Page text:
Thursday, October 31, 2019

Henry Wadsworth Longfellow’s “Haunted Houses”

On this Halloween, I offer you something from Henry Wadsworth Longfellow, a great American poet whose star unfortunately has dimmed over the years. He really ought to be read and enjoyed more often in our times. But, alas, I’m partial to him since I am a 19th century man trapped in the 21st century. Perhaps I will bring you more from 19th century America in future postings.

“Haunted Houses”

 All houses wherein men have lived and died
  Are haunted houses.  Through the open doors
The harmless phantoms on their errands glide,
  With feet that make no sound upon the floors. 
We meet them at the doorway, on the stair,
  Along the passages they come and go,
Impalpable impressions on the air,
  A sense of something moving to and fro. 
There are more guests at table, than the hosts
  Invited; the illuminated hall
Is thronged with quiet, inoffensive ghosts,
  As silent as the pictures on the wall. 
The stranger at my fireside cannot see
  The forms I see, nor hear the sounds I hear;
He but perceives what is; while unto me
  All that has been is visible and clear. 
We have no title-deeds to house or lands;
  Owners and occupants of earlier dates
From graves forgotten stretch their dusty hands,
  And hold in mortmain still their old estates. 
The spirit-world around this world of sense
  Floats like an atmosphere, and everywhere
Wafts through these earthly mists and vapors dense
  A vital breath of more ethereal air.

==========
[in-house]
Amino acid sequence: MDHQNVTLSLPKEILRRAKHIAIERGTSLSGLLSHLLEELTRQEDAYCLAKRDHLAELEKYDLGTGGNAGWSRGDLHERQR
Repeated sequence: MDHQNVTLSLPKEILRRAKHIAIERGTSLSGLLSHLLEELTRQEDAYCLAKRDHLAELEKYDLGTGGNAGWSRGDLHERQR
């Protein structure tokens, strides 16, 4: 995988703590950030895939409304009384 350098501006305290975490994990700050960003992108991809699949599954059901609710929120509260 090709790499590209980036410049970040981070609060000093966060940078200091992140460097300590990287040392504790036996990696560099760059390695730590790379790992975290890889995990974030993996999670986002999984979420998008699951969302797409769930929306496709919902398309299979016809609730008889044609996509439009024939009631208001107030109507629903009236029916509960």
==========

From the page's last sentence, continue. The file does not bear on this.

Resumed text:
Our little lives are kept in equipoise
  By opposite attractions and desires;
The struggle of the instinct that enjoys,
  And the more noble instinct that aspires. 
These perturbations, this perpetual jar
  Of earthly wants and aspirations high,
Come from the influence of an unseen star,
  An undiscovered planet in our sky. 
And as the moon from some dark gate of cloud
  Throws o’er the sea a floating bridge of light,
Across whose trembling planks our fancies crowd
  Into the realm of mystery and night,– 
So from the world of spirits there descends
  A bridge of light, connecting it with this,
O’er whose unsteady floor, that sways and bends,
  Wander our thoughts above the dark abyss.

2 comments:

  1. what i like about Longfellow is his straightforward presentation, leaving the woowoo referents to the reader, for the most part, anyway... he just describes, not trying to be superegoistic or outre in any way... most poets don't avoid that trap...

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    1. I’m envious of such poets .... my writing has always fallen short ..... I’m alsoi in awe of poets who chose fixed forms rather than so-called free verse .... such mental and verbal discipline escapes me .....

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